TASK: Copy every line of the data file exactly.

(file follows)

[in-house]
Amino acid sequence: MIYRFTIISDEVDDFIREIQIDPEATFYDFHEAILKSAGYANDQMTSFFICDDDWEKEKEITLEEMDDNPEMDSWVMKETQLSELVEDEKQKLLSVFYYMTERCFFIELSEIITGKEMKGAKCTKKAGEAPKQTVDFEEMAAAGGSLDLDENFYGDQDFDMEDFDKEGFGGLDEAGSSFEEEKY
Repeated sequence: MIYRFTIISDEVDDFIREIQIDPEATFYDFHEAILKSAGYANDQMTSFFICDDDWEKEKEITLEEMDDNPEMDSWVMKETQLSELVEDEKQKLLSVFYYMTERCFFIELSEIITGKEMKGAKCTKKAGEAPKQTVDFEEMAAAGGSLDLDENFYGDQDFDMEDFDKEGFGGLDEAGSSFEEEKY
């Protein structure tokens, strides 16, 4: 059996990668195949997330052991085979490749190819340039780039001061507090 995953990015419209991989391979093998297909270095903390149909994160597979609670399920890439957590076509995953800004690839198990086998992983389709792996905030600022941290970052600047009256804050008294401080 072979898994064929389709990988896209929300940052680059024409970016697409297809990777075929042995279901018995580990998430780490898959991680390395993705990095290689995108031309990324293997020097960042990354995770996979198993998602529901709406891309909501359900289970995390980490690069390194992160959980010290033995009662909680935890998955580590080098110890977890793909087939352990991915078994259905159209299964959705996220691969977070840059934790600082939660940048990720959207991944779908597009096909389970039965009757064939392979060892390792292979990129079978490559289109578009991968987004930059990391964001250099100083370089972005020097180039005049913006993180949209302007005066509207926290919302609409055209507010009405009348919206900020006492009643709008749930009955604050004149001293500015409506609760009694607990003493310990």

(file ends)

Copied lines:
[in-house]
Amino acid sequence: MIYRFTIISDEVDDFIREIQIDPEATFYDFHEAILKSAGYANDQMTSFFICDDDWEKEKEITLEEMDDNPEMDSWVMKETQLSELVEDEKQKLLSVFYYMTERCFFIELSEIITGKEMKGAKCTKKAGEAPKQTVDFEEMAAAGGSLDLDENFYGDQDFDMEDFDKEGFGGLDEAGSSFEEEKY
Repeated sequence: MIYRFTIISDEVDDFIREIQIDPEATFYDFHEAILKSAGYANDQMTSFFICDDDWEKEKEITLEEMDDNPEMDSWVMKETQLSELVEDEKQKLLSVFYYMTERCFFIELSEIITGKEMKGAKCTKKAGEAPKQTVDFEEMAAAGGSLDLDENFYGDQDFDMEDFDKEGFGGLDEAGSSFEEEKY
């Protein structure tokens, strides 16, 4: 059996990668195949997330052991085979490749190819340039780039001061507090 995953990015419209991989391979093998297909270095903390149909994160597979609670399920890439957590076509995953800004690839198990086998992983389709792996905030600022941290970052600047009256804050008294401080 072979898994064929389709990988896209929300940052680059024409970016697409297809990777075929042995279901018995580990998430780490898959991680390395993705990095290689995108031309990324293997020097960042990354995770996979198993998602529901709406891309909501359900289970995390980490690069390194992160959980010290033995009662909680935890998955580590080098110890977890793909087939352990991915078994259905159209299964959705996220691969977070840059934790600082939660940048990720959207991944779908597009096909389970039965009757064939392979060892390792292979990129079978490559289109578009991968987004930059990391964001250099100083370089972005020097180039005049913006993180949209302007005066509207926290919302609409055209507010009405009348919206900020006492009643709008749930009955604050004149001293500015409506609760009694607990003493310990």